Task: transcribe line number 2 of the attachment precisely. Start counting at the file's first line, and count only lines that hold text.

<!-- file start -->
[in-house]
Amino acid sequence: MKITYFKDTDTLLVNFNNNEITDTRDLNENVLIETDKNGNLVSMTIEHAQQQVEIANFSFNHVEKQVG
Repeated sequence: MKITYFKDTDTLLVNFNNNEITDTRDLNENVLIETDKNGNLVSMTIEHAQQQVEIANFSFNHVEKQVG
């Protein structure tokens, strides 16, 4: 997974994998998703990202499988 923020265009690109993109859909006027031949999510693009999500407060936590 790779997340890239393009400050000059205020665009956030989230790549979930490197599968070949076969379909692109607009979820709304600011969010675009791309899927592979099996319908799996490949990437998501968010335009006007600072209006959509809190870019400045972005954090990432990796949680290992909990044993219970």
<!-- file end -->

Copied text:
Amino acid sequence: MKITYFKDTDTLLVNFNNNEITDTRDLNENVLIETDKNGNLVSMTIEHAQQQVEIANFSFNHVEKQVG